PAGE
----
Middle Class Military

Charles Rangel, the looney left-wing Democrat, has criticized the military on several issues, one of them that the military is made up disproportionately of minorities while middle and upper class families reap the benefits without risk.

Where he got that idea from, who knows. Certainly didn’t come from the facts, though. Turns out most of the military volunteers come from middle class families.

Researchers matched the ZIP codes of recruits over the past five years with federal government estimates of household incomes in those neighborhoods. Contrary to complaints from some liberal lawmakers and pundits, the data show that the poor are not shouldering the bulk of the military’s need for new soldiers, airmen, sailors and Marines.

The poorest neighborhoods provided 18 percent of recruits in prewar 1999 and 14.6 percent in 2003. By contrast, areas where household incomes ranged from $30,000 to $200,000 provided more than 85 percent.

“We found that recruits tend to come from middle-class areas, with disproportionately fewer from low-income areas,” said the report, prepared by Tim Kane, an Air Force Academy graduate and economics scholar. “Overall, the income distribution of military enlistees is more similar to than different from the income distribution of the general population.”

Turns out they’re better educated than the average American, too:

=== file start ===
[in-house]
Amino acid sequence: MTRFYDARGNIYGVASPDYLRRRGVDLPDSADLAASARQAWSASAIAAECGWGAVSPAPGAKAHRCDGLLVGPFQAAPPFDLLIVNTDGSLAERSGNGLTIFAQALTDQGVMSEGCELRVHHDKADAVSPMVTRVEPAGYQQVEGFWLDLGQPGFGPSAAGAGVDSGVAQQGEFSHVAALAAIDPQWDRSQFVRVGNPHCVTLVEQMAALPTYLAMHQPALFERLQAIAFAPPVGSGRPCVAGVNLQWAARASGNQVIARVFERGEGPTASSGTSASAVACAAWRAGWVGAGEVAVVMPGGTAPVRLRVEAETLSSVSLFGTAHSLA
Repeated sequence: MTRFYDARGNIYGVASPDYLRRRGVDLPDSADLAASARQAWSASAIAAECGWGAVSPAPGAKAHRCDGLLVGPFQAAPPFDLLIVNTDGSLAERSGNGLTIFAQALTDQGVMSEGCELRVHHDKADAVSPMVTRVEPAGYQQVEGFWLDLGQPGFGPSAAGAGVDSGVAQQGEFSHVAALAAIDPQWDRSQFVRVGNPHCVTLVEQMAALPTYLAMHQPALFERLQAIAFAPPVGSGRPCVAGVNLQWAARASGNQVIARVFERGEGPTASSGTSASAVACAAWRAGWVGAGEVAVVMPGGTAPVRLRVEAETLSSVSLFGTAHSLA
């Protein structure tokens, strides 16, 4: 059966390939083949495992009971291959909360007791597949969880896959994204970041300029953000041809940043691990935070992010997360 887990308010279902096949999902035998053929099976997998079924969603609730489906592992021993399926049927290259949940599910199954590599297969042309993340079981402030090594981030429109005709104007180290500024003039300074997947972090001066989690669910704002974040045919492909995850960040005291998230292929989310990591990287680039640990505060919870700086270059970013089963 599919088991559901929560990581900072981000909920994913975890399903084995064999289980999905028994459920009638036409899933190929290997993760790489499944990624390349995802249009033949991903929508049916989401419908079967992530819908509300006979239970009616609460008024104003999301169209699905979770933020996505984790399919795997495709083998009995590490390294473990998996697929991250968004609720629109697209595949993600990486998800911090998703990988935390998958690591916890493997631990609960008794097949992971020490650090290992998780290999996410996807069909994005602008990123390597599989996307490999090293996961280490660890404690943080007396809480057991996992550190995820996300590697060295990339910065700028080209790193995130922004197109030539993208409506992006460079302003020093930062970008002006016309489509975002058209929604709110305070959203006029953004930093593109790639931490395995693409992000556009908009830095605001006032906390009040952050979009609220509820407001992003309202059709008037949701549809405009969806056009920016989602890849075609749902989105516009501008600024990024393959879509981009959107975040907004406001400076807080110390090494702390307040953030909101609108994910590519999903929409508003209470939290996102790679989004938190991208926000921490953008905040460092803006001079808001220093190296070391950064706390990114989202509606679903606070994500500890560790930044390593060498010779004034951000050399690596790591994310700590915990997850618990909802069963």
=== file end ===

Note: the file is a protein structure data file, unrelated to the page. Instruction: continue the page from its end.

Mr. Kane said overall evidence “is at odds with the image, painted by some supporters of the draft, that the military exploits poor, ignorant young Americans by using slick advertising that promises technical careers in the military to dupe them into trading their feeble opportunities in the private sector for a meager role as cannon fodder.”

About 98 percent of all enlistees from 1999 to 2003 had a high school diploma, compared with 75 percent of nonrecruits nationwide.

“In an education context, rather than attracting underprivileged young Americans, the military seems to be attracting above-average Americans,” Mr. Kane wrote.

Just something that warmed my heart, knowing my son returns from Army basic training tomorrow. 🙂

* Tip from Brutally Honest. About the news article, I mean, not the news about my son.

4 thoughts on “Middle Class Military

  1. When I signed up, I’ll admit I didn’t know much about my particular job, but if anything, they toned it down more than they spruced it up. They classified my job to something akin to admin.

    My actual job? I’m in JAG, performing duties similar to what I did for free on Varsity Debate back in High School.

    We’re constantly stressed to about the importance of education. It’s almost impossible to advance beyond the ranks of Private (PVT, PV2, and PFC) without some form of higher education.

    I’m proud to have joined, and I wish and pray that others would stop treating my existance (along with my Battle Buddies’) as a politcal tool.


  2. Now that they have those statistics, do you suppose the cry will be that the military is sacrificing the best and the brightest? “How dare you take educated youngsters with a promising future and turn them into cannon fodder?”


  3. Vox – no doubt, that’ll be the refrain next year, though I’m not sure liberals are concerned about the best and brightest.

    And AMM, my son, is coming home tonight!


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